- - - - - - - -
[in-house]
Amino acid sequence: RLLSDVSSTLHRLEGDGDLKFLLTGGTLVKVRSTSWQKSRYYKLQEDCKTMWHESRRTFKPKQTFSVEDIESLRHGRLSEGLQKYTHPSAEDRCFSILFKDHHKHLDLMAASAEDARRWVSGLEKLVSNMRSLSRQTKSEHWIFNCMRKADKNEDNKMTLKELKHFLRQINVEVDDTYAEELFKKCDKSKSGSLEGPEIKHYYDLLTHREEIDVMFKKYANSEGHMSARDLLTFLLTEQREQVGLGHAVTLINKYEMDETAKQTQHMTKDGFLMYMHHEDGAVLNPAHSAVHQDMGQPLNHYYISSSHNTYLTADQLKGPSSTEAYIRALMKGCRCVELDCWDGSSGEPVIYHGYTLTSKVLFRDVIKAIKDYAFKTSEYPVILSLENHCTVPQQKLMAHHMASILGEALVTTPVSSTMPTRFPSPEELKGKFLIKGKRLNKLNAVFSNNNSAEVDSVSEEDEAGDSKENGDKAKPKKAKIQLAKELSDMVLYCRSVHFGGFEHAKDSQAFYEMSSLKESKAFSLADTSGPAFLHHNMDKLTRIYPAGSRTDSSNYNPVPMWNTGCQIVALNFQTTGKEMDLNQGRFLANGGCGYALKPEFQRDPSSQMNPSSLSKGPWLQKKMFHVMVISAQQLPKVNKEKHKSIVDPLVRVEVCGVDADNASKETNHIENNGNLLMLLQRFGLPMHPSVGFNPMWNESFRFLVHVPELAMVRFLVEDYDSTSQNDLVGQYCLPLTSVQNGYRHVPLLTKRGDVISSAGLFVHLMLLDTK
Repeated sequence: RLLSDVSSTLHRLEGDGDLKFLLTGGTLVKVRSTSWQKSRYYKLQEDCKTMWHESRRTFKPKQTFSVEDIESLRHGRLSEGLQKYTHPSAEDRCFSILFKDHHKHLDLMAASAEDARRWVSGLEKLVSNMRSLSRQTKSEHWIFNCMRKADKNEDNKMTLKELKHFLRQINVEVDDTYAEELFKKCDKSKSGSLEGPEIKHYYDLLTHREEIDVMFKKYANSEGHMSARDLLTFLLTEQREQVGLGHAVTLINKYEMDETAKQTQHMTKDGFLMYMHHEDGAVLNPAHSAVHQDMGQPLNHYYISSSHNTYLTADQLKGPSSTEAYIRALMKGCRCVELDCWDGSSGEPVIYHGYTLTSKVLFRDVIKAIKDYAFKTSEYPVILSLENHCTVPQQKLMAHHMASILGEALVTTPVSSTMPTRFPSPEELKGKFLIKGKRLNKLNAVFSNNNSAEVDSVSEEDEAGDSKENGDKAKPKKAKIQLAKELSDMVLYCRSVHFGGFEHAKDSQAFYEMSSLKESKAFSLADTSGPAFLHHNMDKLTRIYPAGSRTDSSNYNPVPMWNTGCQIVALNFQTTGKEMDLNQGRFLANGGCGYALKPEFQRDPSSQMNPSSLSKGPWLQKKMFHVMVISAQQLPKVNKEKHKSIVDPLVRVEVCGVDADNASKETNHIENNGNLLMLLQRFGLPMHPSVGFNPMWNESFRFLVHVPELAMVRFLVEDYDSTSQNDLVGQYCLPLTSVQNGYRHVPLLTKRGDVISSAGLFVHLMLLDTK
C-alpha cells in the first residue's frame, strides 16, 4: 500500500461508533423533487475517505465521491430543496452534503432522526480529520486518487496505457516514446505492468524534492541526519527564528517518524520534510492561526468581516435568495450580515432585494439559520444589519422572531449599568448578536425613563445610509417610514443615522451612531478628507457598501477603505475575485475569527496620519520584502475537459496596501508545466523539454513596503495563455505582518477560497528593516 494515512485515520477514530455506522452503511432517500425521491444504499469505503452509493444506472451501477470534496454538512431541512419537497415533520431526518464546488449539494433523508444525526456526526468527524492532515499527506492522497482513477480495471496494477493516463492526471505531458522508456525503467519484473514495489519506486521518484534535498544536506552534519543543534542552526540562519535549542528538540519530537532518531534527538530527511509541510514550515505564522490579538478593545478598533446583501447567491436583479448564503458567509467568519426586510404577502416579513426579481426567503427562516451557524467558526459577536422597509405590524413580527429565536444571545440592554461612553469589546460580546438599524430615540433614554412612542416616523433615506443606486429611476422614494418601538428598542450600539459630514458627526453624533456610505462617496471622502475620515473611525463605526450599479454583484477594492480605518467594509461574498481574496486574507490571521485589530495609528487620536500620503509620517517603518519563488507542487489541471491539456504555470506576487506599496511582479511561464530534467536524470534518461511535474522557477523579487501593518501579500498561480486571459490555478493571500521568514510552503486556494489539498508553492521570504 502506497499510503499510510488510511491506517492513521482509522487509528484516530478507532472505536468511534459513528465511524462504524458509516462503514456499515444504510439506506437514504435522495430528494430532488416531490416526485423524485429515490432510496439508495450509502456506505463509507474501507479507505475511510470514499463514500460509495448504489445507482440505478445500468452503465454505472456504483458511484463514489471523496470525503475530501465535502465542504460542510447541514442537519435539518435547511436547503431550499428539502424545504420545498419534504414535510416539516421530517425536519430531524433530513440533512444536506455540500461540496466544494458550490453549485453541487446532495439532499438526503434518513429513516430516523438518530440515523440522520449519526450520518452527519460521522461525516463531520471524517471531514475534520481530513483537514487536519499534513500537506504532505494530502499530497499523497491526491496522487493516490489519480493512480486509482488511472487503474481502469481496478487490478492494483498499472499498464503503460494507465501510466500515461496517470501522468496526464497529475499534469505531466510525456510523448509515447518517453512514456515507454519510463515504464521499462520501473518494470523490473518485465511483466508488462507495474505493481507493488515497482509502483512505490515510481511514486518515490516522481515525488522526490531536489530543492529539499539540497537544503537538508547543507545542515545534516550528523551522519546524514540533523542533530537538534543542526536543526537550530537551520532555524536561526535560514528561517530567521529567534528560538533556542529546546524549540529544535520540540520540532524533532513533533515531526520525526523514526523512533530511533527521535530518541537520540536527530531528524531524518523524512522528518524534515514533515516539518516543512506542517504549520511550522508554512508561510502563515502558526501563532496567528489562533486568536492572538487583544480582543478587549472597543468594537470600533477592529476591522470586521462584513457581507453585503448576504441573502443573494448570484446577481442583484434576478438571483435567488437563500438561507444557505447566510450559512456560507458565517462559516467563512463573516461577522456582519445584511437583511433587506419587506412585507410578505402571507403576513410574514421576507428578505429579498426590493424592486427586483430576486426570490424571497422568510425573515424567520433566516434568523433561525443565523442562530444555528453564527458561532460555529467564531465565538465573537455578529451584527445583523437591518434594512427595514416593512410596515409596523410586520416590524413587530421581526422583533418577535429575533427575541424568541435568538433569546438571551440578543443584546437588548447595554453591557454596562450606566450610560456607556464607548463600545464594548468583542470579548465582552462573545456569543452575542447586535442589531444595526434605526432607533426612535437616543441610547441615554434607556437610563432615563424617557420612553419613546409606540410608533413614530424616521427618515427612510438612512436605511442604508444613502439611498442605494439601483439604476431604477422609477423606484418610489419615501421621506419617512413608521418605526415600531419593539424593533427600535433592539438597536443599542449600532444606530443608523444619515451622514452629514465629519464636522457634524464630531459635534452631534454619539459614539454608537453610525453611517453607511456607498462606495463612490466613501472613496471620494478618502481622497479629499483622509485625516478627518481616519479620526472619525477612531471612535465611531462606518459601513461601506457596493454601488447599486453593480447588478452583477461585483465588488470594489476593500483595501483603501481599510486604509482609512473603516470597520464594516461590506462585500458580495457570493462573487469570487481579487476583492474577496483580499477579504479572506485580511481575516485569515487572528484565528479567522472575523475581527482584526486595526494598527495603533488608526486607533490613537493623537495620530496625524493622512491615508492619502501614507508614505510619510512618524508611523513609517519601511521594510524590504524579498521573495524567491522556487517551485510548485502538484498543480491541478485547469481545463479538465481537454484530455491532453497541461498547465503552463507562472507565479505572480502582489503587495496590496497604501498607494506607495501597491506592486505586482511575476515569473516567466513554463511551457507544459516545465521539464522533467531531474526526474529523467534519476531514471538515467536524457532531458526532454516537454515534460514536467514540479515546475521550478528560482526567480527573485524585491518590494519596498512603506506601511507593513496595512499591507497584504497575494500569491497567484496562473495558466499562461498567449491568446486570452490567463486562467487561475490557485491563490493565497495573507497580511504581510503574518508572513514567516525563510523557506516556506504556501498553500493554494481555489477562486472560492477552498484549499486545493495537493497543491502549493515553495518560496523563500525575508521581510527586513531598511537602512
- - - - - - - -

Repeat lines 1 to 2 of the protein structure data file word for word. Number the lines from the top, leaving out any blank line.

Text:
[in-house]
Amino acid sequence: RLLSDVSSTLHRLEGDGDLKFLLTGGTLVKVRSTSWQKSRYYKLQEDCKTMWHESRRTFKPKQTFSVEDIESLRHGRLSEGLQKYTHPSAEDRCFSILFKDHHKHLDLMAASAEDARRWVSGLEKLVSNMRSLSRQTKSEHWIFNCMRKADKNEDNKMTLKELKHFLRQINVEVDDTYAEELFKKCDKSKSGSLEGPEIKHYYDLLTHREEIDVMFKKYANSEGHMSARDLLTFLLTEQREQVGLGHAVTLINKYEMDETAKQTQHMTKDGFLMYMHHEDGAVLNPAHSAVHQDMGQPLNHYYISSSHNTYLTADQLKGPSSTEAYIRALMKGCRCVELDCWDGSSGEPVIYHGYTLTSKVLFRDVIKAIKDYAFKTSEYPVILSLENHCTVPQQKLMAHHMASILGEALVTTPVSSTMPTRFPSPEELKGKFLIKGKRLNKLNAVFSNNNSAEVDSVSEEDEAGDSKENGDKAKPKKAKIQLAKELSDMVLYCRSVHFGGFEHAKDSQAFYEMSSLKESKAFSLADTSGPAFLHHNMDKLTRIYPAGSRTDSSNYNPVPMWNTGCQIVALNFQTTGKEMDLNQGRFLANGGCGYALKPEFQRDPSSQMNPSSLSKGPWLQKKMFHVMVISAQQLPKVNKEKHKSIVDPLVRVEVCGVDADNASKETNHIENNGNLLMLLQRFGLPMHPSVGFNPMWNESFRFLVHVPELAMVRFLVEDYDSTSQNDLVGQYCLPLTSVQNGYRHVPLLTKRGDVISSAGLFVHLMLLDTK